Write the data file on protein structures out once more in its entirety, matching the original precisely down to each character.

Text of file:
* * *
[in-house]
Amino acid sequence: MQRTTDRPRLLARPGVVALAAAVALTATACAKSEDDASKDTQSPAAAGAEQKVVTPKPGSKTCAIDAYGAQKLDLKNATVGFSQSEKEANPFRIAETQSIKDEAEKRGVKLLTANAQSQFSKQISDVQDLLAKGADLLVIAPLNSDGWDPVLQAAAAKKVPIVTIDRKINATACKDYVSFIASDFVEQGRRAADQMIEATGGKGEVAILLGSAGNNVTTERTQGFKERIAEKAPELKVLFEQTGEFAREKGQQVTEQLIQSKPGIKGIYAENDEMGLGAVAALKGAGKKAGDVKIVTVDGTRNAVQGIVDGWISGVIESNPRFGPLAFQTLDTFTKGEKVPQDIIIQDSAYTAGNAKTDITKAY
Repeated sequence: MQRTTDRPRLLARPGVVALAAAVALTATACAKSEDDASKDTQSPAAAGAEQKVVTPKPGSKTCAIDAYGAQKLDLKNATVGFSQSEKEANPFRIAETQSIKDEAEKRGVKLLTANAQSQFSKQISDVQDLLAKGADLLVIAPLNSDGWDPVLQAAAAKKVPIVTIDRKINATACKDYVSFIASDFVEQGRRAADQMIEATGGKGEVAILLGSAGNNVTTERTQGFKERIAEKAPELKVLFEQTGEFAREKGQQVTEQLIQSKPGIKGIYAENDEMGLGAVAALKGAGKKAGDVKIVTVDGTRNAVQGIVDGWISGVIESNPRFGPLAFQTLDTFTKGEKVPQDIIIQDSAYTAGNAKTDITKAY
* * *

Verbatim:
[in-house]
Amino acid sequence: MQRTTDRPRLLARPGVVALAAAVALTATACAKSEDDASKDTQSPAAAGAEQKVVTPKPGSKTCAIDAYGAQKLDLKNATVGFSQSEKEANPFRIAETQSIKDEAEKRGVKLLTANAQSQFSKQISDVQDLLAKGADLLVIAPLNSDGWDPVLQAAAAKKVPIVTIDRKINATACKDYVSFIASDFVEQGRRAADQMIEATGGKGEVAILLGSAGNNVTTERTQGFKERIAEKAPELKVLFEQTGEFAREKGQQVTEQLIQSKPGIKGIYAENDEMGLGAVAALKGAGKKAGDVKIVTVDGTRNAVQGIVDGWISGVIESNPRFGPLAFQTLDTFTKGEKVPQDIIIQDSAYTAGNAKTDITKAY
Repeated sequence: MQRTTDRPRLLARPGVVALAAAVALTATACAKSEDDASKDTQSPAAAGAEQKVVTPKPGSKTCAIDAYGAQKLDLKNATVGFSQSEKEANPFRIAETQSIKDEAEKRGVKLLTANAQSQFSKQISDVQDLLAKGADLLVIAPLNSDGWDPVLQAAAAKKVPIVTIDRKINATACKDYVSFIASDFVEQGRRAADQMIEATGGKGEVAILLGSAGNNVTTERTQGFKERIAEKAPELKVLFEQTGEFAREKGQQVTEQLIQSKPGIKGIYAENDEMGLGAVAALKGAGKKAGDVKIVTVDGTRNAVQGIVDGWISGVIESNPRFGPLAFQTLDTFTKGEKVPQDIIIQDSAYTAGNAKTDITKAY